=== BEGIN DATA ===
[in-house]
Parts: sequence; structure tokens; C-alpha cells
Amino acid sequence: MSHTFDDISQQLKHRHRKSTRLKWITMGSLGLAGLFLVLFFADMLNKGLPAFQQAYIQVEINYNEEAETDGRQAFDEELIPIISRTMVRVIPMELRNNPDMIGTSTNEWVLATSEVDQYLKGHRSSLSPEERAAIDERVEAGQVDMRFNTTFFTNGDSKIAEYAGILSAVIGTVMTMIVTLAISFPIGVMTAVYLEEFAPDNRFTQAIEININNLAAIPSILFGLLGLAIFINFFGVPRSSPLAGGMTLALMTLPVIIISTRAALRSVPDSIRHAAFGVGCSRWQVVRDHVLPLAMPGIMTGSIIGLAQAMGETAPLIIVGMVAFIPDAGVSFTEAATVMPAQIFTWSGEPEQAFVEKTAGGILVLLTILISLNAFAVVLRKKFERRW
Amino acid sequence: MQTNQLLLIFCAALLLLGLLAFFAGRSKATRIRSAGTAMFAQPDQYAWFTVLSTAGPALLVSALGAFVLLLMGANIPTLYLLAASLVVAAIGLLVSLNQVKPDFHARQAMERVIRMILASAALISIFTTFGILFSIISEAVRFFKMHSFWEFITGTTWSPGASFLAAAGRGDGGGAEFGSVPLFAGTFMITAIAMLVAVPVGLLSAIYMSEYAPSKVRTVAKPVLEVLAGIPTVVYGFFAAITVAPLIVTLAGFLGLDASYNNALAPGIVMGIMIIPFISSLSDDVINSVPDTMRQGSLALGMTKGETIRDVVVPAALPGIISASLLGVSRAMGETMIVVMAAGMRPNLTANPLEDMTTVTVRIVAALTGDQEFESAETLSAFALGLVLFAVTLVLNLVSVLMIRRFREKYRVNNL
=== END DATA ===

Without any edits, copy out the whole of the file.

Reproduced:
[in-house]
Parts: sequence; structure tokens; C-alpha cells
Amino acid sequence: MSHTFDDISQQLKHRHRKSTRLKWITMGSLGLAGLFLVLFFADMLNKGLPAFQQAYIQVEINYNEEAETDGRQAFDEELIPIISRTMVRVIPMELRNNPDMIGTSTNEWVLATSEVDQYLKGHRSSLSPEERAAIDERVEAGQVDMRFNTTFFTNGDSKIAEYAGILSAVIGTVMTMIVTLAISFPIGVMTAVYLEEFAPDNRFTQAIEININNLAAIPSILFGLLGLAIFINFFGVPRSSPLAGGMTLALMTLPVIIISTRAALRSVPDSIRHAAFGVGCSRWQVVRDHVLPLAMPGIMTGSIIGLAQAMGETAPLIIVGMVAFIPDAGVSFTEAATVMPAQIFTWSGEPEQAFVEKTAGGILVLLTILISLNAFAVVLRKKFERRW
Amino acid sequence: MQTNQLLLIFCAALLLLGLLAFFAGRSKATRIRSAGTAMFAQPDQYAWFTVLSTAGPALLVSALGAFVLLLMGANIPTLYLLAASLVVAAIGLLVSLNQVKPDFHARQAMERVIRMILASAALISIFTTFGILFSIISEAVRFFKMHSFWEFITGTTWSPGASFLAAAGRGDGGGAEFGSVPLFAGTFMITAIAMLVAVPVGLLSAIYMSEYAPSKVRTVAKPVLEVLAGIPTVVYGFFAAITVAPLIVTLAGFLGLDASYNNALAPGIVMGIMIIPFISSLSDDVINSVPDTMRQGSLALGMTKGETIRDVVVPAALPGIISASLLGVSRAMGETMIVVMAAGMRPNLTANPLEDMTTVTVRIVAALTGDQEFESAETLSAFALGLVLFAVTLVLNLVSVLMIRRFREKYRVNNL